But the Qur’an makes it explicit that the parting must above all be humane and that justice must be done: “Provide for them with fairness; the rich man according to his means, and the poor according to his. This is binding on righteous men. Do not forget to show kindness to each other... reasonable provision should also be made for divorced women. That is incumbent on righteous men.”7

When divorce takes place before the settling of the dowry and the consummation of the marriage, even then the man must give the woman money or goods as a gesture of goodwill. In this instance the question of his repaying dowry money does not arise. The Qur’an is also quite explicit on this—­”Believers, if you marry believing women and divorce them before the marriage is consummated, you have no right to require them to observe a waiting period. Provide well for them and release them honourably.”8

This “waiting period” (iddah) actually applies to a woman who has been married for some time and who may, subsequent to the divorce, discover that she is pregnant. This statutory waiting period of three months makes her position clear and then the man is required to pay her additional compensation if she is expecting his child. But again there is no question of maintenance for life, for the Qur’an seeks a natural solution to all human problems. It would, therefore, be wholly against the spirit of the Qur’an for a woman to be entitled to life maintenance from the very man with whom she could not co­exist. Such a ruling would surely have created a negative mentality in society. The Qur’an again has the answer: “If they separate, God will compensate each of them out of His own abundance: He is Munificent, Wise.’’9

The munificence of God refers to the vast provision that God has made for his servants in this world.

In various ways God helps such distressed people. For example, when a woman is divorced, it is but natural that the sympathy of all her blood relations should be aroused. And, as a result, without any pressure being put on them, they are willing to help and look after her. Besides, a new will-power is awakened in such a woman and she sets about exploiting her hidden potentialities, thus solving her problems independently. Furthermore, previous experiences having left her wiser and more careful, she feels better equipped to enter into another marital relationship with more success.


Divorce in Islam

Nature demands that men and women lead their lives together. The ideal way of leading such a life is, according to the shari‘ah, within the bonds of marriage. In Islam, marriage is both a civil contract entered into by mutual consent of the bride and groom, and a highly sacred bond to which great religious and social importance is attached. As an institution, it is a cohesive force in society, and worth protecting and preserving for that reason. To that end, detailed injunctions have been prescribed to maintain its stability and promote its betterment.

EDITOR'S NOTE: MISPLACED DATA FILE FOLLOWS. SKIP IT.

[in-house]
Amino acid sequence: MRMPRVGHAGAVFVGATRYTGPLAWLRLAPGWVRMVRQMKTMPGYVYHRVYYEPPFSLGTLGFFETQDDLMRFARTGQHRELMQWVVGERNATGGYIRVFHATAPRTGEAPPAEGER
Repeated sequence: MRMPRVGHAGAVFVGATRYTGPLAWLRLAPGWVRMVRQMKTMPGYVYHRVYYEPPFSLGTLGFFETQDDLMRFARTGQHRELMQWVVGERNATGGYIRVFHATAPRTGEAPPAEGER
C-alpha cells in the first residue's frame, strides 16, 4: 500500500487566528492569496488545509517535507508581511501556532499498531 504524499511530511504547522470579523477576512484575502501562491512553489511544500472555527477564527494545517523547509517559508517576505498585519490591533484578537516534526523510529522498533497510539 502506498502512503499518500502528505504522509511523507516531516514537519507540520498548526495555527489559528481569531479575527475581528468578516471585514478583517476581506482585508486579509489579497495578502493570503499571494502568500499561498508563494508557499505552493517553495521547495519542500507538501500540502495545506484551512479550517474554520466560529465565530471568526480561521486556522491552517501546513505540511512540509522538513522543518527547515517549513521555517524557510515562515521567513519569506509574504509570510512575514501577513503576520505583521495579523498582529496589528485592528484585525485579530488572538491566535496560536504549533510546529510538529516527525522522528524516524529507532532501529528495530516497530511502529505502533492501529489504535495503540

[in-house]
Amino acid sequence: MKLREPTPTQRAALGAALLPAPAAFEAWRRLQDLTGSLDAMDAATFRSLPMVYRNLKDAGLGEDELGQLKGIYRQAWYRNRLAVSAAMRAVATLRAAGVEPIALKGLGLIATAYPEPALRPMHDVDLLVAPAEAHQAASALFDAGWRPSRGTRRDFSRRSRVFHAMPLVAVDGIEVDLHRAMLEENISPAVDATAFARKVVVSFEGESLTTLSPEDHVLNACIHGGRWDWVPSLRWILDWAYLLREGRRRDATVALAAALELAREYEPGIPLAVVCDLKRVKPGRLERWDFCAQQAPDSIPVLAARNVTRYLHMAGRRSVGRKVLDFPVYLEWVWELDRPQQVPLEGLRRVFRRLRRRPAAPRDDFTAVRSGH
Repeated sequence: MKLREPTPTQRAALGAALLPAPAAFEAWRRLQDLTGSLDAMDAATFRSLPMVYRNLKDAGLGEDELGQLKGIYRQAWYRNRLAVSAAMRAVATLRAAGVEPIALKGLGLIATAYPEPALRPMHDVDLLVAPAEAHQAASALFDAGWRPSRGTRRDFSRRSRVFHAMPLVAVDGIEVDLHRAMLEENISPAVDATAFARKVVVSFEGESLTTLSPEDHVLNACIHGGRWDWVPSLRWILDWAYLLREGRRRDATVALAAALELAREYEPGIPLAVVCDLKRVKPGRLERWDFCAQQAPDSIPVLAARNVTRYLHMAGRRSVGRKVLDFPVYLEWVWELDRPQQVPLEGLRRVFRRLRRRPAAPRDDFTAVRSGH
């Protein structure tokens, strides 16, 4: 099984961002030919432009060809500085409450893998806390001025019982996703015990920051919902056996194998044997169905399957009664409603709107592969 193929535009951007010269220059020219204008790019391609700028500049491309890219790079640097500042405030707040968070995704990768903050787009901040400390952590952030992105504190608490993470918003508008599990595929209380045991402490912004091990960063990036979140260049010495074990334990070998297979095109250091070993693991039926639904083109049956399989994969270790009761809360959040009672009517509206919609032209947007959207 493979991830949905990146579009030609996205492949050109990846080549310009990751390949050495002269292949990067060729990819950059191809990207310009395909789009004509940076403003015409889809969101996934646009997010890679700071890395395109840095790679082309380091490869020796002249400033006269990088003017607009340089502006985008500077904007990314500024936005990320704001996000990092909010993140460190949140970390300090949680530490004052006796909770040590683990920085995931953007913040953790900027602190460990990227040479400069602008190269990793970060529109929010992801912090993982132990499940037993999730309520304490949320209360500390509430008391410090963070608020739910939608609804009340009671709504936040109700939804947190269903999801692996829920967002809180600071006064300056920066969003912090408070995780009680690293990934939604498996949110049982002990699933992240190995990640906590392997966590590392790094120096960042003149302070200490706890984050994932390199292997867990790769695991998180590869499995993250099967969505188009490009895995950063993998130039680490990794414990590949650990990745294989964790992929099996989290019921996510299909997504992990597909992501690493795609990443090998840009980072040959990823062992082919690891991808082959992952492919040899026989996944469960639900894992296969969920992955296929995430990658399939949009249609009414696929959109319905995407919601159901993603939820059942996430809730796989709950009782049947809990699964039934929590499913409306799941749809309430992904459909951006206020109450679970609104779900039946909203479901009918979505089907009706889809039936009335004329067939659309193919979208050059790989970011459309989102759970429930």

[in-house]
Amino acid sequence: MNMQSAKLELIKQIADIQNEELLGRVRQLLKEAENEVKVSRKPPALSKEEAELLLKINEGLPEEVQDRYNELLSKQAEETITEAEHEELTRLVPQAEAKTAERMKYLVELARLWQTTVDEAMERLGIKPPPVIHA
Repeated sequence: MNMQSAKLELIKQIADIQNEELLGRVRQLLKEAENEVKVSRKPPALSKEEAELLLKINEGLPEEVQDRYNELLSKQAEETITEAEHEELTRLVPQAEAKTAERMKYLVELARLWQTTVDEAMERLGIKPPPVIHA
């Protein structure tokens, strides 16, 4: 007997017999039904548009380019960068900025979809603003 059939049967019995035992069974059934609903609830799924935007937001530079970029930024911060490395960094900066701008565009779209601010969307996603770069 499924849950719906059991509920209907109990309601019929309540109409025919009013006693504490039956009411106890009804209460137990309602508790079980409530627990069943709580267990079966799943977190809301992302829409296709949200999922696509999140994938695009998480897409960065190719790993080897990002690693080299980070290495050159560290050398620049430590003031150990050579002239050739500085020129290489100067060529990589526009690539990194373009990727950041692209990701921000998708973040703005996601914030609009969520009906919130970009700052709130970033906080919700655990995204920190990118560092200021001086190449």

However, in the knowledge that an excess of legal constraints can lead to rebellion, such injunctions have been kept to a realistic minimum and have been formulated to be consistent with normal human capabilities. Moreover, their enforcement is less relied upon than the religious conditioning of the individual to ensure the maintenance of high ethical standards and appropriate conduct in marital affairs and family life.

The state of marriage not only lays the foundations for family life, but also provides a training ground for individuals to make a positive adjustment to society. When a man and woman prove to be a good husband and a good wife, they will certainly prove to be good citizens in the broad spectrum of their social group. This has been aptly expressed in a hadith: “The best of you is one who is best for his family.”10

The family being the preliminary unit for the training of human beings, its disintegration has an injurious effect on the society to which those human beings must individually make a positive contribution, if collectively they are to form a good and just nation. If the family no longer exists, it is the whole of humanity which suffers.

Once a man and a woman are tied together in the bonds of matrimony, they are expected to do their utmost, till the day they die to honour and uphold what the Qur’an calls their firm contract, or pledge.11 To this end, the full thrust of the shari’ah is leveled at preventing the occurrence of divorce; the laws it lays down in this regard exist primarily, therefore, as checks, not incentives.